Henry David Thoreau liked to walk, and in 1851 he wrote an essay called Walking, which he would read to his lecture audiences and rework for the next 10 years. He based it on his journal entries about his rambles in the woods near his home in Concord, Mass. Thoreau advised the walker to leave his life behind in the ‘spirit of undying adventure, never to return.’
He finished the essay as he was dying in 1861. The Atlantic Monthly published it posthumously.
Walking is considered one of the most important essays in the environmental movement, along with George Perkins Marsh’s Man and Nature and Ralph Waldo Emerson’s Nature. It is the source of the quote, “In wildness is the preservation of the world.”
On May 30, 1852, Henry David Thoreau was 34 years old. He had spent his two years in the woods at Walden, but his book about it hadn’t been published yet. He had published another book, A Week on the Concord and Merrimack Rivers, but it didn’t sell and he had to buy back 700 copies.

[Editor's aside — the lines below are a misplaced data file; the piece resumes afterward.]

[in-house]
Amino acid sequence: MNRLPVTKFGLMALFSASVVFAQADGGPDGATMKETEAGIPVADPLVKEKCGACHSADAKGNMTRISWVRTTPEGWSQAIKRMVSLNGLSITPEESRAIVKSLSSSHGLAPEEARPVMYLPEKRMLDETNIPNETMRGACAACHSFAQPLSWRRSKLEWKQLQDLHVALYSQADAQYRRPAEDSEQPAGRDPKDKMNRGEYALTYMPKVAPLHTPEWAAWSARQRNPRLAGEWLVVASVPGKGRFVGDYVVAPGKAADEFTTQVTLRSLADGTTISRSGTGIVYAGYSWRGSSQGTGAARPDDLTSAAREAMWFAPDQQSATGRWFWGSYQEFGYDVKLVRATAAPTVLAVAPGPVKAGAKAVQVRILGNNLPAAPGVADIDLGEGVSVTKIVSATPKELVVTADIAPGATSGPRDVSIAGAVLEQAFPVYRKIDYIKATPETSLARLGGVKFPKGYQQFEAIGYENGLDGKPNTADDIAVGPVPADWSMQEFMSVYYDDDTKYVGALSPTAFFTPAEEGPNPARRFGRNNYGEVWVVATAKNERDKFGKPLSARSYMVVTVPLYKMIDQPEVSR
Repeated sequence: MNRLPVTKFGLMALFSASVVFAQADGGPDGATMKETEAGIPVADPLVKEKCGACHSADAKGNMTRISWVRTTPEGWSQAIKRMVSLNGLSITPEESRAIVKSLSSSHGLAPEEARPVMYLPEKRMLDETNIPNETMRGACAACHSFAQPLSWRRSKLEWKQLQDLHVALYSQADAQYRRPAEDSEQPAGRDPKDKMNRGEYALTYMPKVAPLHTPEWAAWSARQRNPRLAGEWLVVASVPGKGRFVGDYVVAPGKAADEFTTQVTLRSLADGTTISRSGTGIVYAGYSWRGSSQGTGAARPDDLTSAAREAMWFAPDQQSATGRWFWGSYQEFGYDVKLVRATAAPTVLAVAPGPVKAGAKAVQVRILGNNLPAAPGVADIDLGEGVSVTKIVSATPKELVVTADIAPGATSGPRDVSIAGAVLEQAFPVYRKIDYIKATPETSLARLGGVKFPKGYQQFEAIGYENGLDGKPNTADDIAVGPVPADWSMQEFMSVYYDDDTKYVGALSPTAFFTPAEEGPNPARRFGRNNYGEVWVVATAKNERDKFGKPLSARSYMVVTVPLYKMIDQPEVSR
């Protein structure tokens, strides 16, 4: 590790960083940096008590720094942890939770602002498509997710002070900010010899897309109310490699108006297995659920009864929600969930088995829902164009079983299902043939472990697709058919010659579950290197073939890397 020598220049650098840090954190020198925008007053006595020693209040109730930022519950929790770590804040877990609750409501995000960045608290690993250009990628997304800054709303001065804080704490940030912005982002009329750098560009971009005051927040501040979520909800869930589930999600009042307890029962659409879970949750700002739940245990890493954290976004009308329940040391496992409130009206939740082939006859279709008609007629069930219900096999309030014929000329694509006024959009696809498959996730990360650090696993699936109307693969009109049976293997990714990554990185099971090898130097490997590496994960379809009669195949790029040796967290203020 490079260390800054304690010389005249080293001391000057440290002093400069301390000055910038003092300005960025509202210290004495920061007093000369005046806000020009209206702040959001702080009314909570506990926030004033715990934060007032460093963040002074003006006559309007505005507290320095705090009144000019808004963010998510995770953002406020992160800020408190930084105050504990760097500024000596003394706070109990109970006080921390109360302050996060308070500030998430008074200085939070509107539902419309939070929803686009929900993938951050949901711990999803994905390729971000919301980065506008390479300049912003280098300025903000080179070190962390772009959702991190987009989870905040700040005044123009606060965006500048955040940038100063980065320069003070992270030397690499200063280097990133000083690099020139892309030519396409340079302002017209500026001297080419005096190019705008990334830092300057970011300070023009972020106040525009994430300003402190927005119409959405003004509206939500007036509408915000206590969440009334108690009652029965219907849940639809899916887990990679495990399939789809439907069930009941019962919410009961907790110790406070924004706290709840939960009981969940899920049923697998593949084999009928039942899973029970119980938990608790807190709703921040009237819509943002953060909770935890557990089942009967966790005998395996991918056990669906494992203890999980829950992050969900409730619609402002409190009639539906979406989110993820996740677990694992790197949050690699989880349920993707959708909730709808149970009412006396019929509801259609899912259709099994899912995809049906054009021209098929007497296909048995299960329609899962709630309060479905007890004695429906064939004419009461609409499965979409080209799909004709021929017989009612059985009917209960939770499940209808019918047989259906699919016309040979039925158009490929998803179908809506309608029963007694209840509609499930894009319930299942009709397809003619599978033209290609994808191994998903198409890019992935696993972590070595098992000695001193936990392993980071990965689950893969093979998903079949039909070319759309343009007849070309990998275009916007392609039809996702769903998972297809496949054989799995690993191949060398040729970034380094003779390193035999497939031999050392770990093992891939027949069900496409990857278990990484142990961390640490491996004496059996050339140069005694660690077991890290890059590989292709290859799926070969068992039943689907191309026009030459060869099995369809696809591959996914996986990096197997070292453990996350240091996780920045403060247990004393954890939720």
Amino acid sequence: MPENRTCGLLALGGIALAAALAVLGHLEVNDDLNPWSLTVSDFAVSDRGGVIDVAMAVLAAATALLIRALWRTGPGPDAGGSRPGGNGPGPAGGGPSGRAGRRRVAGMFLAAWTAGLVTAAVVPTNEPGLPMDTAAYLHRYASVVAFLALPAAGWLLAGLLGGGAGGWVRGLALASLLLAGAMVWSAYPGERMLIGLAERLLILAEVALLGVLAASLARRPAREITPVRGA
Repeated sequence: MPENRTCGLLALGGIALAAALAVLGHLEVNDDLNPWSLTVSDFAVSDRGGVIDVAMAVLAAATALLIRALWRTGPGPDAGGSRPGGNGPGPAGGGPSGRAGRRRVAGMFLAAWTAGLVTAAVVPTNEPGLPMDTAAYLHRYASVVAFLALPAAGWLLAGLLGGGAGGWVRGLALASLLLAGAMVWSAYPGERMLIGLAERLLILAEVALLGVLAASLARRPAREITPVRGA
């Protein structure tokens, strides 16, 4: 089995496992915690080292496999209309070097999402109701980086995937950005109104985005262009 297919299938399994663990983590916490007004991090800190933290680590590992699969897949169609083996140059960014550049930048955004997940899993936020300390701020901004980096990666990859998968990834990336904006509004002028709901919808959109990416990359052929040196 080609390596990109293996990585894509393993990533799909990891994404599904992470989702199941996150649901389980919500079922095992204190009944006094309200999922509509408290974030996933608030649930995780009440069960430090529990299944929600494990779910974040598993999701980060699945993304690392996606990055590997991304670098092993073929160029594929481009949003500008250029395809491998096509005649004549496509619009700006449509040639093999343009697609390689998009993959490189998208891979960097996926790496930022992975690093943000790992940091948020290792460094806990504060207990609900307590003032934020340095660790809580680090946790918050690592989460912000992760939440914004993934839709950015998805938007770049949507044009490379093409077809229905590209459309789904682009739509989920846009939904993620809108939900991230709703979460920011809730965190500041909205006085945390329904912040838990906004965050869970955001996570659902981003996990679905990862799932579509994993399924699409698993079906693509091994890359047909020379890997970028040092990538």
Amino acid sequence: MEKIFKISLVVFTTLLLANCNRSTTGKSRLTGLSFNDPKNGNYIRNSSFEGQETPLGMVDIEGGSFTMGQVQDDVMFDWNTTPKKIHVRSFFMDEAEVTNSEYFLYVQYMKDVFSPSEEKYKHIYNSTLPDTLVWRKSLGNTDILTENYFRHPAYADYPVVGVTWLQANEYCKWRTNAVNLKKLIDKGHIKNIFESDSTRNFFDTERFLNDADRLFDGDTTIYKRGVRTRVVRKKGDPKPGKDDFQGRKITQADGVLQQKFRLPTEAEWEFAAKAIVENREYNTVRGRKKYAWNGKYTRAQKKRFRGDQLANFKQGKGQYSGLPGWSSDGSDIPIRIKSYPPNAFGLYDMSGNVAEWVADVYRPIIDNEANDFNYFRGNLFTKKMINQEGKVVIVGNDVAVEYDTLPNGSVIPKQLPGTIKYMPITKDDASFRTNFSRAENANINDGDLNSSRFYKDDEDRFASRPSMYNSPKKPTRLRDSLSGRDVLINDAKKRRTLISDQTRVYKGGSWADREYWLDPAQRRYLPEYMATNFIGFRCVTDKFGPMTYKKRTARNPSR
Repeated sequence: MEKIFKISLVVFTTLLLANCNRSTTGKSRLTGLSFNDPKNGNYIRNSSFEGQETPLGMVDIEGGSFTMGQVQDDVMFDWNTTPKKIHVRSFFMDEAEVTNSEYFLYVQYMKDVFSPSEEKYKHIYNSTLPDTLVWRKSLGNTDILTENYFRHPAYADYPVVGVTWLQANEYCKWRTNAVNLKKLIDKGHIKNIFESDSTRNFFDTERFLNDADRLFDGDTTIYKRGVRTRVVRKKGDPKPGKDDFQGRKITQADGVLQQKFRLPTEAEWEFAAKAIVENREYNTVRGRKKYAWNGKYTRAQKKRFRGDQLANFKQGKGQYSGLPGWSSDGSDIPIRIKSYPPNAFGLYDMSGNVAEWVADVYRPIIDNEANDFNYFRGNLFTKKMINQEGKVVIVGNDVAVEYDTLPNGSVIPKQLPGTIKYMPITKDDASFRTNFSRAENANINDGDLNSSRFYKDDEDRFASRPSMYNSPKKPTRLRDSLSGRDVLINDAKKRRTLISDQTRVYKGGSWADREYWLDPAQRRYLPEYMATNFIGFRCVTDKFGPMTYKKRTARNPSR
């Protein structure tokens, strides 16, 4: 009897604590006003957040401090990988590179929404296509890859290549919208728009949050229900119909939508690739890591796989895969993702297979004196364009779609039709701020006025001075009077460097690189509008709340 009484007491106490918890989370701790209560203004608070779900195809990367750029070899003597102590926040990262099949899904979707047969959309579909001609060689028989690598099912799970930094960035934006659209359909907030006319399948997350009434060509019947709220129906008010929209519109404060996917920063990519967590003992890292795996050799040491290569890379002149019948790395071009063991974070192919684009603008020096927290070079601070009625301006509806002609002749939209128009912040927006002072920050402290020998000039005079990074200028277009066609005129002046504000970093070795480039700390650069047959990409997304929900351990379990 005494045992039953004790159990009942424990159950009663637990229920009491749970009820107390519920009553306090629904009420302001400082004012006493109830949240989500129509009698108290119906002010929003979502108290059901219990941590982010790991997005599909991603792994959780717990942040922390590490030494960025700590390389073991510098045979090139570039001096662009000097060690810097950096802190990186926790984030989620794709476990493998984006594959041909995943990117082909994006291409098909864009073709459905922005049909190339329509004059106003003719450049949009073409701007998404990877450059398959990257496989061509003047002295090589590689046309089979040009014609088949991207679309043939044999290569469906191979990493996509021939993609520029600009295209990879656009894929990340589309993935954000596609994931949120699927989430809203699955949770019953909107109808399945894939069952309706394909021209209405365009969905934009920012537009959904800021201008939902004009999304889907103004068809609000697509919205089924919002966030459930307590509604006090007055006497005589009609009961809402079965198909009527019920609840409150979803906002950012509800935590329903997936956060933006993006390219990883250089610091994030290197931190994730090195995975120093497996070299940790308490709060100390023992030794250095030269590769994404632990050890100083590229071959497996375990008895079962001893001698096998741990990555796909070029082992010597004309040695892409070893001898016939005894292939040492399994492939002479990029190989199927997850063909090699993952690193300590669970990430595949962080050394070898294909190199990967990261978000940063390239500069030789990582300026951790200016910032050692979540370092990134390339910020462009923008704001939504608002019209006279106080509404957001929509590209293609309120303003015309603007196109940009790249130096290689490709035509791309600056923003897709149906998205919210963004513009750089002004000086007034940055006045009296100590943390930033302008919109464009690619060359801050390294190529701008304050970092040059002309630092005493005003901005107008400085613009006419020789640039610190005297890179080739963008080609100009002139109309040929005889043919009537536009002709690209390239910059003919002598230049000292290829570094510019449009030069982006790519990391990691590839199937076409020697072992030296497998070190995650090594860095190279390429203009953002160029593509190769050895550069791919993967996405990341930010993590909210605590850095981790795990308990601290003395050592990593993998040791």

Three years earlier he had spent a night in jail for refusing to pay his poll taxes because of the government’s tolerance of slavery and the Mexican War.
On that May day in 1852 he wrote in his journal:
May 30. Sunday. Now is the summer come. A breezy, washing day. A day for shadows, even of moving clouds, over fields in which the grass is beginning to wave. Senecio in bloom. A bird’s nest in grass, with coffee-colored eggs. Cinquefoil and houstonia cover the ground, mixed with the grass and contrasting with each other. Strong lights and shades now.